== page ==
Last week, the world was taken aback when an artificial intelligence-powered Russian app that allows people to see what they will look like in the future went viral.
With a simplistic name called FaceApp, the app soon became more popular than major news headlines and even Facebook’s Libra. Within a few days, FaceApp has garnered over 150 million users who used the app to share various looks and persona while sharing it via various mainstream social media platforms.
However, it turns out that the Russian-backed app might be a Trojan horse and many of its users could have opened themselves for future identity theft, privacy risk and other consequences.
Apart from laying a claim to all the pictures and names shared on the app, FaceApp said in its privacy agreement that it ‘may share your information as well as information from tools like cookies, log files, and device identifiers and location data, with third-party organizations’.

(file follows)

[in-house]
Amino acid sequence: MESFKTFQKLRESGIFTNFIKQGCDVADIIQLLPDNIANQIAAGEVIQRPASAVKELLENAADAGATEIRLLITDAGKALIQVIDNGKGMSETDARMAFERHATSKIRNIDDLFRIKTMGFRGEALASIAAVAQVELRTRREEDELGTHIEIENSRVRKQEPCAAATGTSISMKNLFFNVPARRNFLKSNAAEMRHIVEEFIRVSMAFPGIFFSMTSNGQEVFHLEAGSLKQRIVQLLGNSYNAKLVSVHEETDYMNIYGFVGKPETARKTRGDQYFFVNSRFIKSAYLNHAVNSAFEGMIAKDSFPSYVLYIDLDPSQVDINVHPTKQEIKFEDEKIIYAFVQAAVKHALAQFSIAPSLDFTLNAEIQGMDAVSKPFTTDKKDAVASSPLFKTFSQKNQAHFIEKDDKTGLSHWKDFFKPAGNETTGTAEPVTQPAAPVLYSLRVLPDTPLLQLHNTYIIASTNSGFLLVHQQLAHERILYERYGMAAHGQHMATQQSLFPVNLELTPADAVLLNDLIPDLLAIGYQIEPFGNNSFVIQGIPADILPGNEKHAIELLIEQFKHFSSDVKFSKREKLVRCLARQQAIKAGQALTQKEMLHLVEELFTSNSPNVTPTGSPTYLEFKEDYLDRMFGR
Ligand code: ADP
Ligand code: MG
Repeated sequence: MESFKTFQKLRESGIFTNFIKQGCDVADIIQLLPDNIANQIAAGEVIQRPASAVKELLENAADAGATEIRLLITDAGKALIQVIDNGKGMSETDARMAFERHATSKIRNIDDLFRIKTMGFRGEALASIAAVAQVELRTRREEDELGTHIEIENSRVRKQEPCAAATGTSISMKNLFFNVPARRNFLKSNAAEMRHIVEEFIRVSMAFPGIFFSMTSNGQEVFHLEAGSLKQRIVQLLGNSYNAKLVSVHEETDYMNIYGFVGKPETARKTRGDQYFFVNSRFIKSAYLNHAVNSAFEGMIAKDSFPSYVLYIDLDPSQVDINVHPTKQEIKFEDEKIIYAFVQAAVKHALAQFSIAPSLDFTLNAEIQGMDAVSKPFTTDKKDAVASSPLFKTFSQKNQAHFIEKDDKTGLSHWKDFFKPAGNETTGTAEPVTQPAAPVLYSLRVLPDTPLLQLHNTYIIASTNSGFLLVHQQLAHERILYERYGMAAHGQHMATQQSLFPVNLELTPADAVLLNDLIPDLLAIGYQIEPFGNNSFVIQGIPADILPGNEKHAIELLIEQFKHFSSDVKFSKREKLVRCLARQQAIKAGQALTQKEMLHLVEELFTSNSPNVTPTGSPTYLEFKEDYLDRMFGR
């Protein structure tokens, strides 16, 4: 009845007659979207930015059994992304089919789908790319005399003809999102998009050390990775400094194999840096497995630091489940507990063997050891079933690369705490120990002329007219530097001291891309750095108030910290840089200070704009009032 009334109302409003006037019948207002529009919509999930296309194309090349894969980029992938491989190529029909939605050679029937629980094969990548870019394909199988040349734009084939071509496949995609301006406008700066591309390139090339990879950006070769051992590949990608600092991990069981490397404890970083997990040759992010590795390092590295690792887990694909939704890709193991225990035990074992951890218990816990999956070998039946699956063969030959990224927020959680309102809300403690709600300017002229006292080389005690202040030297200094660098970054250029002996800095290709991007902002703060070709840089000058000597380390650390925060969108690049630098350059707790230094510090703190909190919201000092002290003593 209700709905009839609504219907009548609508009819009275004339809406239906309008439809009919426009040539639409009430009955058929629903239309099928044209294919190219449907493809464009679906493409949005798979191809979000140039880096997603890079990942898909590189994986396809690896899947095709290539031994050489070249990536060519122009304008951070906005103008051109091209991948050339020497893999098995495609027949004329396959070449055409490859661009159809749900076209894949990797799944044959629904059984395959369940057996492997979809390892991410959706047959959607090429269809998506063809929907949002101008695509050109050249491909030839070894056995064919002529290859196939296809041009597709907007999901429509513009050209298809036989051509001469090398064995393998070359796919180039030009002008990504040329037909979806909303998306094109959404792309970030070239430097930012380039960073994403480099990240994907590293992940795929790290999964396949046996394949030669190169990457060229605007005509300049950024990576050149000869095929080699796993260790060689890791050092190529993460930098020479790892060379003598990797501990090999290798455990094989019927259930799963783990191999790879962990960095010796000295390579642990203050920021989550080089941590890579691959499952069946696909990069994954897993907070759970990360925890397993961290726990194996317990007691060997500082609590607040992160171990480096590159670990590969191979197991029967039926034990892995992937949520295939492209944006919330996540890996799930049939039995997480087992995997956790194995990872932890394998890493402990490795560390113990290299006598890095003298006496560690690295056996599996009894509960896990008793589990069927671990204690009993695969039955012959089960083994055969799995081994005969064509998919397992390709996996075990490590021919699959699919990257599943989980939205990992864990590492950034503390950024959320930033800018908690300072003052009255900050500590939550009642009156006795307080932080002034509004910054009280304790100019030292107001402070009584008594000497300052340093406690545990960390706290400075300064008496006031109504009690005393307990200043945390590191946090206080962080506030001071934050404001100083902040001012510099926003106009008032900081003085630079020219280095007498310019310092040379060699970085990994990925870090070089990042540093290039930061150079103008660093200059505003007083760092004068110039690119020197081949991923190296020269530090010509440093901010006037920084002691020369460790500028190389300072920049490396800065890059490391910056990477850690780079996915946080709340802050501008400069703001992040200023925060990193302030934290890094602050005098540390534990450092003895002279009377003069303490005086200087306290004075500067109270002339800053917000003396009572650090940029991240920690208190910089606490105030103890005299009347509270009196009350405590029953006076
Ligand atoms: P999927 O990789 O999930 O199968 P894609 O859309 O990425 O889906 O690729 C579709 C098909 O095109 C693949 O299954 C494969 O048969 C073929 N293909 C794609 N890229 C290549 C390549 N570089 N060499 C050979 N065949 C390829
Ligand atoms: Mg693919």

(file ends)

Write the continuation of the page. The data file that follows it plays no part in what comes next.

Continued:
While it is a standard practice for advertising-funded apps to share such data in an anonymous manner, the aspect of owing the pictures and other personal data is dodgy.
As a takeout, there is no doubt that FaceApp’s image augmentation AI is perhaps the best so far and the innovation should be commended.
However, as global standards on privacy are concerned, the tactics of FaceApp’s backers is dodgy, to say the least, and should not be emulated by marketers.
It is not good enough to spoof user data for marketing purposes, the process and explicit permissions of the audience is also very important to get the best result.
Just like the experience of Facebook with Cambridge Analytica scandal, the consequences is often worse than the reward garnered from such complex albeit dodgy data collection process.